Kevin Kim:
Right.

Romney Navarro:
It was at that point where we realized we actually had figured something out that we could share with the marketplace and in particular with a very hyper local marketplace because that’s what we are. When I say national, doesn’t mean I’m going to learn anything about Atlanta. My Atlanta guy’s just going to get the same tools I got, and he’s going to own the market. That was the third and probably most … should set us up for the next biggest trajectory that we’ve ever had.

Kevin Kim:
Yeah. That was the moment where the private lender network became a reality eventually over the next few weeks, right? Then you guys deployed over at our Innovate show in Newport, and then we all decided to shelter in place. That was the … honestly, though, trust me, I had so many things prepared. I had all these meetings and conferences and all these things that were happening for me this year, and everything just, oh my god. You got to think positively. We’ll get back to it, right?

Romney Navarro:
Oh yeah, we’ll grow callous, and we’re going to get used to, what is it?

Kevin Kim:
Social distancing.

Romney Navarro:
We’re going to get used to it.

Kevin Kim:
Yeah. [inaudible 01:08:48] wear these masks. Have to do it. Have to do it.

Romney Navarro:
You know what I need to stop getting used to is drinking wine, dude.

Kevin Kim:
Oh yeah, staying at home is turning me into an alcoholic. I thought I was one before with the conferences, man. Oof. Virtual happy hours, you don’t have any self-control because there’s no one …

Romney Navarro:
Wine and then food, and then it’s like-

Kevin Kim:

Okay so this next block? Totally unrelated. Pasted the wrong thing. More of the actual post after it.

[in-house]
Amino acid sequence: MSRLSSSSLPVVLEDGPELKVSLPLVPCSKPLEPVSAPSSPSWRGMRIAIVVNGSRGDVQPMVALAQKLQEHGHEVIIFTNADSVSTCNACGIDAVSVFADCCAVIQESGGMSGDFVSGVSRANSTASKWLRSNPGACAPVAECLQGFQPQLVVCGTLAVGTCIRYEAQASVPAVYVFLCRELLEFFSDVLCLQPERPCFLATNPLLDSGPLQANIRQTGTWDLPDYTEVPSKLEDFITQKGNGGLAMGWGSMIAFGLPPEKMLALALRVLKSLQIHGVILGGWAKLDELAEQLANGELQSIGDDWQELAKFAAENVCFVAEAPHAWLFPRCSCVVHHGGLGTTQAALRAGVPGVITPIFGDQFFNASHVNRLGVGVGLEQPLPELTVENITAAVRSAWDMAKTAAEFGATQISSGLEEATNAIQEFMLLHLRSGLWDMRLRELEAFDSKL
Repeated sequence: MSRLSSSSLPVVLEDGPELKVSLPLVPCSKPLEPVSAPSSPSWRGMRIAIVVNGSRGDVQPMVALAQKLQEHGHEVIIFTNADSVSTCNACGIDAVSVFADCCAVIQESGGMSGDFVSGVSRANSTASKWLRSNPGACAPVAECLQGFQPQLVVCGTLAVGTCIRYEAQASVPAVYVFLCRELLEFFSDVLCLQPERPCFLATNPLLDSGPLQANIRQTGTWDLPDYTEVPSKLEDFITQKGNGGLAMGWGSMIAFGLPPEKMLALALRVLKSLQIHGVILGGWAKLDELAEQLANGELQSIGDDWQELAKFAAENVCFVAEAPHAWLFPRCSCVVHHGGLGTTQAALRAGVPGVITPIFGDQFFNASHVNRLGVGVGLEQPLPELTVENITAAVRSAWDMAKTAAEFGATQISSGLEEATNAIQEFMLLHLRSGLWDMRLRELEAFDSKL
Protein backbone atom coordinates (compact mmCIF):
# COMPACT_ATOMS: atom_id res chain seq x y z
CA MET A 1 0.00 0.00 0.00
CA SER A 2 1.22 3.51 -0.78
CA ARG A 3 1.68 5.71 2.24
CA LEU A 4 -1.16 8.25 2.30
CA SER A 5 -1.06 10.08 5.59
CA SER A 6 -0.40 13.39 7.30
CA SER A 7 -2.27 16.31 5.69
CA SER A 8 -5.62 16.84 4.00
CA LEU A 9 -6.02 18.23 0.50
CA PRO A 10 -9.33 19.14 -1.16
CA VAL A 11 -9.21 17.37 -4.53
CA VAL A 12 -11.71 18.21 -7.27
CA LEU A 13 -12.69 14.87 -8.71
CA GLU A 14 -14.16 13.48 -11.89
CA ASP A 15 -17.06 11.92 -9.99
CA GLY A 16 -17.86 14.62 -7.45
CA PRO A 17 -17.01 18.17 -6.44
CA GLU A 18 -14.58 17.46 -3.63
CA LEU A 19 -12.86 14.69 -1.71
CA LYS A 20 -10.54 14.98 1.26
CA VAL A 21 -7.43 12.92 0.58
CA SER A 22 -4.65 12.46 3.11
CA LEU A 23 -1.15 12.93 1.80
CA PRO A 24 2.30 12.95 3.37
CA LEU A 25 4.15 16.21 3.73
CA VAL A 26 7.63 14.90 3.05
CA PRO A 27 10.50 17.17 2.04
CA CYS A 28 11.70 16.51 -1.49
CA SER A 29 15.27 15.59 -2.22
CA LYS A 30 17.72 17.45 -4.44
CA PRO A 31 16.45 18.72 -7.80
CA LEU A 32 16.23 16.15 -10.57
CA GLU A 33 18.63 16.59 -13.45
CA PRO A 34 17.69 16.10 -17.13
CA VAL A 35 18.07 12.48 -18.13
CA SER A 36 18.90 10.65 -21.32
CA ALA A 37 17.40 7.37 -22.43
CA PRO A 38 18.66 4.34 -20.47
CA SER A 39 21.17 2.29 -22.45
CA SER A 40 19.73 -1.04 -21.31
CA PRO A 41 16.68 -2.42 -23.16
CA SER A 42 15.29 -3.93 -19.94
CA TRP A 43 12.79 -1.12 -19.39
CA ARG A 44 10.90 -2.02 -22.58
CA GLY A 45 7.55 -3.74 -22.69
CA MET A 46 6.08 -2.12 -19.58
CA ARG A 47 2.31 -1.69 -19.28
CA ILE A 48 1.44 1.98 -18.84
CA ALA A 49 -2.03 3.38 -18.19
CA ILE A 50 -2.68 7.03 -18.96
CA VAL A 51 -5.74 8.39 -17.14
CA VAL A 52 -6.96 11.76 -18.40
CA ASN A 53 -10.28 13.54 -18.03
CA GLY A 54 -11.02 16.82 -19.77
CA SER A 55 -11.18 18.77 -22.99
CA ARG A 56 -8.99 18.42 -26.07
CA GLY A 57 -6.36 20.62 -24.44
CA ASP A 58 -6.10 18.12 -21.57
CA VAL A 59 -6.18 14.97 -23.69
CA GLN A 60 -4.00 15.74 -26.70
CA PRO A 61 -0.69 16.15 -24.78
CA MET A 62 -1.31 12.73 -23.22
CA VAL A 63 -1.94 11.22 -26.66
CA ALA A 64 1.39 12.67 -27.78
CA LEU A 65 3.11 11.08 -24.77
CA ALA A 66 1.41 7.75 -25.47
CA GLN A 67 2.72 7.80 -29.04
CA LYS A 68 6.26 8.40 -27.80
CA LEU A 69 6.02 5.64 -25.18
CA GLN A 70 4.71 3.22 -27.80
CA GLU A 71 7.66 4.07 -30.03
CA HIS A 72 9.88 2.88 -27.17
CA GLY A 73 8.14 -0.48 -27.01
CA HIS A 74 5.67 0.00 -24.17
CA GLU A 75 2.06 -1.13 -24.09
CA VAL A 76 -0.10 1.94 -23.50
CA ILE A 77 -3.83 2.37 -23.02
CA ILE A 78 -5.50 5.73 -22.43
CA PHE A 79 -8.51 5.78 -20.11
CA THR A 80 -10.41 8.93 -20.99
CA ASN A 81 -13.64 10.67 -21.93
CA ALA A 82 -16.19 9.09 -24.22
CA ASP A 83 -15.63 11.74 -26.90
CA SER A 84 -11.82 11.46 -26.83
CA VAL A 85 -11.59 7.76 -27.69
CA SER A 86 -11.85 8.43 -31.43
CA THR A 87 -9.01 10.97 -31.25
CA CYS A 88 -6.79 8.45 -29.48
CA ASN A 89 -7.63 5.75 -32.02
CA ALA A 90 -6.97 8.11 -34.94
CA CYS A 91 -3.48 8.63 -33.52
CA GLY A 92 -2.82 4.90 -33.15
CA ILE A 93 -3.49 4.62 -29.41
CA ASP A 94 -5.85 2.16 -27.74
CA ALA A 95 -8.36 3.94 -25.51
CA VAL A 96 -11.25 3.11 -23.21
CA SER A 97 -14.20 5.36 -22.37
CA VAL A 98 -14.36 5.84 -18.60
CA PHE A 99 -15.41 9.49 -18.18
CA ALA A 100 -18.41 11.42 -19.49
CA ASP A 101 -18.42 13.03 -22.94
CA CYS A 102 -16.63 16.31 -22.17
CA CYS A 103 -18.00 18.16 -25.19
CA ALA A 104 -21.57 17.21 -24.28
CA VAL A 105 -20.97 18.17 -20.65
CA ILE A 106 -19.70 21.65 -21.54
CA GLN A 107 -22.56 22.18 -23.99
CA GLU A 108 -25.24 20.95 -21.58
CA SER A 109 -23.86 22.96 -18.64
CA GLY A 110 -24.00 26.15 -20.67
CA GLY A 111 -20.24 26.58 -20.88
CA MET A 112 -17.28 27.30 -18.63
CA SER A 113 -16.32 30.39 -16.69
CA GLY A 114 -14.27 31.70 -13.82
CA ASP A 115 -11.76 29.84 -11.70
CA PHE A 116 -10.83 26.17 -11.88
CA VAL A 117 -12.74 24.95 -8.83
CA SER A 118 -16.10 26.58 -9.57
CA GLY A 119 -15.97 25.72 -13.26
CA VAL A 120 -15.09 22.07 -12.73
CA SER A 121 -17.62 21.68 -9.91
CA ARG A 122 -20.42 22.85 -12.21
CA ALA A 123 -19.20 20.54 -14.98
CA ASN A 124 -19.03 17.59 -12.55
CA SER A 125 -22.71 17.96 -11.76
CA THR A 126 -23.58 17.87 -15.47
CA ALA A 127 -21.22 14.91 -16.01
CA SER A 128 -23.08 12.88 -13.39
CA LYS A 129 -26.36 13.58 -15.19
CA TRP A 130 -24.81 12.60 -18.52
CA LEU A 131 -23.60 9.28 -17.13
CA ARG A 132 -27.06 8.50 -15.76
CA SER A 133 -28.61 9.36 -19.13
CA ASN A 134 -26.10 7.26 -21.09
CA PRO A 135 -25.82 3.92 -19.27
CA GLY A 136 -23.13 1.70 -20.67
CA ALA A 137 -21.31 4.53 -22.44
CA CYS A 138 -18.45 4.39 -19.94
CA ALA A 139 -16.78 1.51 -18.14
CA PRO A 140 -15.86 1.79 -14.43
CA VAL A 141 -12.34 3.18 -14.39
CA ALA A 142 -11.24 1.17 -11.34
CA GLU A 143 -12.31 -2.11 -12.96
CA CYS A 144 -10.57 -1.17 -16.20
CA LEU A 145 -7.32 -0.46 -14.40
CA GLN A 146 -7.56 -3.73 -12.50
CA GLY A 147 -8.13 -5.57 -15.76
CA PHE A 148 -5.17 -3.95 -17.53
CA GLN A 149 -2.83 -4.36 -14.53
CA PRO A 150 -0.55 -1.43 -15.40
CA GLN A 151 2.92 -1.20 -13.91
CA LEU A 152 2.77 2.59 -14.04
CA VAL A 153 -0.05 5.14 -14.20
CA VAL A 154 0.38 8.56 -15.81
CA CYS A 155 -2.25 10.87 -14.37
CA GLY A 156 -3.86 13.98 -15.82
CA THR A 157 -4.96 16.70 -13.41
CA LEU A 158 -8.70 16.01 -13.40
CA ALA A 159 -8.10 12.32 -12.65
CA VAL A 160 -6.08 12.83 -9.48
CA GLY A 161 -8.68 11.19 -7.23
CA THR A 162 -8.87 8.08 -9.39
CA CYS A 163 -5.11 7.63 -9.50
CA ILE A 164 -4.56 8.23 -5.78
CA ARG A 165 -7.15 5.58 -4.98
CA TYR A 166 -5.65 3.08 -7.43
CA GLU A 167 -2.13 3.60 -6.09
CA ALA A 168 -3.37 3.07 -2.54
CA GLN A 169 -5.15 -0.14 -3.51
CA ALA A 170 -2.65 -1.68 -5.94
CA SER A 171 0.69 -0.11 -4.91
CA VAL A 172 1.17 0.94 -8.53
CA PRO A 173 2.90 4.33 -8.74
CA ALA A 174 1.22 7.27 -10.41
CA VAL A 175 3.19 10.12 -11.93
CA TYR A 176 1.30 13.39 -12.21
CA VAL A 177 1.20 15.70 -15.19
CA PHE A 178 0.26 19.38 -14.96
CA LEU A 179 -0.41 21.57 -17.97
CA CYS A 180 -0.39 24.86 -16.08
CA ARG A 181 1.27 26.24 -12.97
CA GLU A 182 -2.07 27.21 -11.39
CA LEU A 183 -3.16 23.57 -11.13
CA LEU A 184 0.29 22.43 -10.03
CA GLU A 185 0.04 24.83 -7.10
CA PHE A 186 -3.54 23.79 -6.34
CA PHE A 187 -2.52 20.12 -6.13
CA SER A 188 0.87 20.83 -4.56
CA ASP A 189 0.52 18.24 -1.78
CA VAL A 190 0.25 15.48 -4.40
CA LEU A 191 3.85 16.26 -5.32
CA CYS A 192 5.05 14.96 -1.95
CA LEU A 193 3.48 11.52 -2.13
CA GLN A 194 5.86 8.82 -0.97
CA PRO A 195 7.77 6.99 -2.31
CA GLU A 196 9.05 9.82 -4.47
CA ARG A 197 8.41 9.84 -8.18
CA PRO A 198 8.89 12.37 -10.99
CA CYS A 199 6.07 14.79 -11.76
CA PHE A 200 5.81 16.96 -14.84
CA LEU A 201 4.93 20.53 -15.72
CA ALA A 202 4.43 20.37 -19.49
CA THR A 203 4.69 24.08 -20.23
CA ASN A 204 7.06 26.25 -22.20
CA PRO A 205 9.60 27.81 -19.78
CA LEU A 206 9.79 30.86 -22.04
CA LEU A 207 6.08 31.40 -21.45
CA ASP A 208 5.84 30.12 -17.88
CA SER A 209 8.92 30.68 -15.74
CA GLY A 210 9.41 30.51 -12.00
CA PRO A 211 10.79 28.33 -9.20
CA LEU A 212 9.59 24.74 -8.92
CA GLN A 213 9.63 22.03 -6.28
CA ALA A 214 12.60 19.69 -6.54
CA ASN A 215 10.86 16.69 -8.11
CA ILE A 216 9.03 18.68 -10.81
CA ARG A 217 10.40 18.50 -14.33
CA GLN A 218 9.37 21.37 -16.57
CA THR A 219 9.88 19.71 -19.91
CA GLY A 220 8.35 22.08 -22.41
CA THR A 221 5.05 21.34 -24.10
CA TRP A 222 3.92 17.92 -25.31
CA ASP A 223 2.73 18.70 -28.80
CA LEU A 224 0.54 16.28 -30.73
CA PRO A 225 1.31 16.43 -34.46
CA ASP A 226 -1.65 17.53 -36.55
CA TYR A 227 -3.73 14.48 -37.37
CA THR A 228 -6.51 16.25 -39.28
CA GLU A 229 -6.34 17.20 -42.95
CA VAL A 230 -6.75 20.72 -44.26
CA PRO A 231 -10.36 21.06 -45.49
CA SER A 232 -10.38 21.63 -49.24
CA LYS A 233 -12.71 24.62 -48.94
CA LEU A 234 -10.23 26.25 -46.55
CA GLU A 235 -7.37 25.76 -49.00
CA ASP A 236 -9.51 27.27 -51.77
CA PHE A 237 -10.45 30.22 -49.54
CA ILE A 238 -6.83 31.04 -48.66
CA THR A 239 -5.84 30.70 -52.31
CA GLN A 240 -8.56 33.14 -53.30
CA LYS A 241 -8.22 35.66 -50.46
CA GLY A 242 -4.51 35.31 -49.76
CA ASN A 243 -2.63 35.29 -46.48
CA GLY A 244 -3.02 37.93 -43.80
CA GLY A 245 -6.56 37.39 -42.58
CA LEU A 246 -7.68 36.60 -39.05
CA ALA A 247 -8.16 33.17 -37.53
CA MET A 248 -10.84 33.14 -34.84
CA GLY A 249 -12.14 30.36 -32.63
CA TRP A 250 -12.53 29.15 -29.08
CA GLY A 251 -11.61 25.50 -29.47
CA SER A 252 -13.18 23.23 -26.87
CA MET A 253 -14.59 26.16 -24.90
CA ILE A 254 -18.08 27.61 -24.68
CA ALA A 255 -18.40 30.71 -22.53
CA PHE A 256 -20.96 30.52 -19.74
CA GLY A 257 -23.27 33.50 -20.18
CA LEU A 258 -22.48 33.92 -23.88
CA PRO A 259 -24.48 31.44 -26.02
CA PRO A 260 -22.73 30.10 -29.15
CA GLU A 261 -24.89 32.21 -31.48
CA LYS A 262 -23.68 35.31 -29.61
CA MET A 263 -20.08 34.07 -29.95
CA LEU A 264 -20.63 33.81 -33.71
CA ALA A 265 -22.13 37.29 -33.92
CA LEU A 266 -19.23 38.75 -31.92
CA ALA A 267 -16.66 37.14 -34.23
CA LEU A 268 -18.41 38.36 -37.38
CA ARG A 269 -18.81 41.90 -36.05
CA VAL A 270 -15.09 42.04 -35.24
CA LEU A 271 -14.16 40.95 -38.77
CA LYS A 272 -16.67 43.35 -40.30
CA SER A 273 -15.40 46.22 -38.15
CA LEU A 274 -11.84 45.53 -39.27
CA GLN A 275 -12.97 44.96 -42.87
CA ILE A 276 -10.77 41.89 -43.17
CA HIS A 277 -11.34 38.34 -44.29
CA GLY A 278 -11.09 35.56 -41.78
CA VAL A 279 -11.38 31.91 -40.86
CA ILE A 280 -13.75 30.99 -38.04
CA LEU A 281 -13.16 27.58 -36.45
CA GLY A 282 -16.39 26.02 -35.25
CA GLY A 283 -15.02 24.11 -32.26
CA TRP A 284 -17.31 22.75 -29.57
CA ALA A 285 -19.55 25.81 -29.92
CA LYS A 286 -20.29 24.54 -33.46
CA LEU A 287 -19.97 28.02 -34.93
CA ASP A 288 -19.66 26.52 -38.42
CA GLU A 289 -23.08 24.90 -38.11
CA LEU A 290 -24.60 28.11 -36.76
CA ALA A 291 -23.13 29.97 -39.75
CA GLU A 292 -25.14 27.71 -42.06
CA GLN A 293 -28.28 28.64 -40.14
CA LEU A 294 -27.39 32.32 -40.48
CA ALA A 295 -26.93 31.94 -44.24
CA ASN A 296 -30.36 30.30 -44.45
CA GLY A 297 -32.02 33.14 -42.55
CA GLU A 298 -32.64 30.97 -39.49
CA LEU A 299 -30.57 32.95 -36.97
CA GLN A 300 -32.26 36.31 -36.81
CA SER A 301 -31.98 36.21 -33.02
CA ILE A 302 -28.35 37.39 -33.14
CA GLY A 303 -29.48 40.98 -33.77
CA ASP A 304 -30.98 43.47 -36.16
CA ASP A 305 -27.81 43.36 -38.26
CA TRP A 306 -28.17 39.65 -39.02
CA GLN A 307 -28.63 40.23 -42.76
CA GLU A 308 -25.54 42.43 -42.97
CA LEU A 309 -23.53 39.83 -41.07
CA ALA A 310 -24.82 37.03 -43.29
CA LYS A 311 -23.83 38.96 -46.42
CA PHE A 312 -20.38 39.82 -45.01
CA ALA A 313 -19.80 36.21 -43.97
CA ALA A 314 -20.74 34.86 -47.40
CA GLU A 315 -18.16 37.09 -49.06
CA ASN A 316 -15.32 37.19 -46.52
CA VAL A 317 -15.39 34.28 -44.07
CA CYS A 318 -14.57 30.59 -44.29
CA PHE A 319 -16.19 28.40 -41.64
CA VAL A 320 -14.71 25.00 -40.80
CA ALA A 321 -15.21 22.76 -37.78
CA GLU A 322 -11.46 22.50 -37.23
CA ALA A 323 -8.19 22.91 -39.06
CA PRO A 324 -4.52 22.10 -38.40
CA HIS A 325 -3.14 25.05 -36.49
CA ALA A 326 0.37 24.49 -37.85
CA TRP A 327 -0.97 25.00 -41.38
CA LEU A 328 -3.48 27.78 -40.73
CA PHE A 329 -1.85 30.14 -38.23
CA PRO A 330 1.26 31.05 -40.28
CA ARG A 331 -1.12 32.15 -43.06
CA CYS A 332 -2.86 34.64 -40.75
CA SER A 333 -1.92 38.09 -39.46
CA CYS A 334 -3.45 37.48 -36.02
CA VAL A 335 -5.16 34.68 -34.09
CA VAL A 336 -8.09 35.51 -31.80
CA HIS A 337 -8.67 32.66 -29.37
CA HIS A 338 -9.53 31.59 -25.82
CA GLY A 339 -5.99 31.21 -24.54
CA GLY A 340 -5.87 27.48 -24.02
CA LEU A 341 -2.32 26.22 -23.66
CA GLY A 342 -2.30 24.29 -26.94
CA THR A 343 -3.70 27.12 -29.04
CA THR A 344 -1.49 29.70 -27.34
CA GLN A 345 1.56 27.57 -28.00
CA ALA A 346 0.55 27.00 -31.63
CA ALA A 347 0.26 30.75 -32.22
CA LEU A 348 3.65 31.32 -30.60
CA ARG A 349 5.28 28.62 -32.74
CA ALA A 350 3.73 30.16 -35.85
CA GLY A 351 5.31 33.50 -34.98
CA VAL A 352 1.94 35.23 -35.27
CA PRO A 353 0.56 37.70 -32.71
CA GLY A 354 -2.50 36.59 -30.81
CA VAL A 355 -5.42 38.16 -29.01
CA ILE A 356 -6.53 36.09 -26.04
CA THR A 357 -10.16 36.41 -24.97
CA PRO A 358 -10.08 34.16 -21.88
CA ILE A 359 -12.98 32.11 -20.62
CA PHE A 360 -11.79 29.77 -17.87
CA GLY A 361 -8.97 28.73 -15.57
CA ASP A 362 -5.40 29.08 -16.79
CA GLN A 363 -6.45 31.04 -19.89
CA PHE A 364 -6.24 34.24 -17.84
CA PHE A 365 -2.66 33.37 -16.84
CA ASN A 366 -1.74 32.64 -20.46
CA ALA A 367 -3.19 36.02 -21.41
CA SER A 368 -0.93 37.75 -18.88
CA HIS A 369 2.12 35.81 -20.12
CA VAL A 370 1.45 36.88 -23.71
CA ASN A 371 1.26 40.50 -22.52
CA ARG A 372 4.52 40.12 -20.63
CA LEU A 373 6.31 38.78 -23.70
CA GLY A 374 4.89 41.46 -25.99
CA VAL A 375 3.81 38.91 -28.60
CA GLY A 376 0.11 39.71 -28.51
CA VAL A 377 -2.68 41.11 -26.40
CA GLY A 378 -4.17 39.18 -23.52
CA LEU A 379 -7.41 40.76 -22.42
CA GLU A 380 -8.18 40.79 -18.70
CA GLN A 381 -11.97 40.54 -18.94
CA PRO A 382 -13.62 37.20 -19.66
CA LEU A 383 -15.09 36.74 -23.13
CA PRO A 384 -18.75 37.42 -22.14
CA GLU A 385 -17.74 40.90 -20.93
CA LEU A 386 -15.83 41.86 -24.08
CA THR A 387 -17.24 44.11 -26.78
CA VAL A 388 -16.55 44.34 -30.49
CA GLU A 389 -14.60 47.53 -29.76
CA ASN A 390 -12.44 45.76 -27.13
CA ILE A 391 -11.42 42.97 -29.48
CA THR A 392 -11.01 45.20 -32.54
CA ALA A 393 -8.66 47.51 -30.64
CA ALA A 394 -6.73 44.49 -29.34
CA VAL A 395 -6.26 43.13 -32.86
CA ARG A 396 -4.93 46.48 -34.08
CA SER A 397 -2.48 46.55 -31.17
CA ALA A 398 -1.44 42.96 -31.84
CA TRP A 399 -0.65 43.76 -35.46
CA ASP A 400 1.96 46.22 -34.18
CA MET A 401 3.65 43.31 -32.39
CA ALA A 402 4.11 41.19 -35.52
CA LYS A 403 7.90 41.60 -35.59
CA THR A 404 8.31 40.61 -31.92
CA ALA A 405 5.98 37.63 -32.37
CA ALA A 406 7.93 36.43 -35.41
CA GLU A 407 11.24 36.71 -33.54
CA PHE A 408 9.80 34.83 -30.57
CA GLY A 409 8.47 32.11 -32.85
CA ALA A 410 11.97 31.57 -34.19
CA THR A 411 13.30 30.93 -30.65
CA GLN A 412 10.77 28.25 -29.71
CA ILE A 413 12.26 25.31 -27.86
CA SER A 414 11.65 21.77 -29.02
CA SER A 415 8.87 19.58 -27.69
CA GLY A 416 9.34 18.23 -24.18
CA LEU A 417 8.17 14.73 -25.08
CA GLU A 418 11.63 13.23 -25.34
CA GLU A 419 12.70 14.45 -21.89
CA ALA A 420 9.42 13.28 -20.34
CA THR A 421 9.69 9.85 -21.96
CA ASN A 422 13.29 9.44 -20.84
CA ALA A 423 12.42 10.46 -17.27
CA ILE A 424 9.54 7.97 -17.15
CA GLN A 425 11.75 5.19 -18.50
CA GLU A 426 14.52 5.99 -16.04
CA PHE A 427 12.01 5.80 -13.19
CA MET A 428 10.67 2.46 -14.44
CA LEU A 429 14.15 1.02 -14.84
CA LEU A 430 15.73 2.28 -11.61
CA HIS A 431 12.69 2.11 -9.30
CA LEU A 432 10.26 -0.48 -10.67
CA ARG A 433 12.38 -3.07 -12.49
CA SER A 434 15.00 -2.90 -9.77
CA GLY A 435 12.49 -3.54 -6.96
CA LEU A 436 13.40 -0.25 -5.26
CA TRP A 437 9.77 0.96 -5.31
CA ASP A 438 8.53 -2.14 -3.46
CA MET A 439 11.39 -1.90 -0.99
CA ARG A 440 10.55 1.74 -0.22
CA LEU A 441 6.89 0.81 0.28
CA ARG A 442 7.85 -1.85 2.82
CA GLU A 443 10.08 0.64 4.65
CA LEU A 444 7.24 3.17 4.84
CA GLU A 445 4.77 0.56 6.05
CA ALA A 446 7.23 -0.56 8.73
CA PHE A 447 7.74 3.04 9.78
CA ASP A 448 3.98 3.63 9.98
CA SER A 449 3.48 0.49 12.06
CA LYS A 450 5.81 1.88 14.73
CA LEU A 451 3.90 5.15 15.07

Oh yeah.

Romney Navarro:
Here’s a thing, a bad trait that I’ve picked up in the last 45, whatever amount of days. I never eat dessert except the last of my-

Kevin Kim:
You do now. You do now. Oh yeah.

Romney Navarro:
This morning I had breakfast, and I was like, “Hmm, what can I have for dessert?”

Kevin Kim:
100%. No joke. No joke. Okay, so I want to close out with two things. The first thing, I always ask where do you see things going? We’re in, those of you who are listening in, and we’re out of the COVID-19 crisis, we are in the COVID-19 crisis right now. We are all working from home in our home offices and shelter in place and all that fun stuff. Romney, we’ve had this discussion privately, but where do you see this going? Where do we see our industry going after we’re out and about and back on the circuit?

Romney Navarro:
Yeah. About a month ago, man, you were sending a few emails. Obviously a lot of people were displaced and looking for a home in the panic. There was a global panic. I remember thinking to myself, and I might have even told you this, but I remember thinking to myself, I was like, “Man, we have been planning for this for the last six months of our lives, but it got here a little too soon.” We own a $200 million book of business, we manage $200 million of peoples money, and we wanted to get to a much bigger number before we could capitalize on the entire opportunity. With that said, the narrative that we had pre-COVID is the same as the narrative that we’re seeing during, and as a result, I believe it’s going to be what happens after, and that is the institutional money is not in for the long haul. They’re in for the alpha. They’re in for the rate, the return.

Romney Navarro:
There’s a lot of opportunity on the street right now that is even outside of our space that’s maybe even greater, potentially has greater returns and yields in our space. So I think where things are going is that local money is going to rule. I think local equity is going to rule, at least for a time being. I mean the institutional money is always going to be bigger, and as a result be able to make the rules, but when institutional money pulls out, it’s an opportunity for local money to come in, and that’s where I think the opportunity comes in for guys like us, people who partner with guys like us.

Romney Navarro:
We want to get hyper local, and I believe that, man. I mean sometimes you catch yourself saying something and you’re like, “Dude, did I say that because I’m just making some shit up?” No, it’s like I believe it.

Kevin Kim: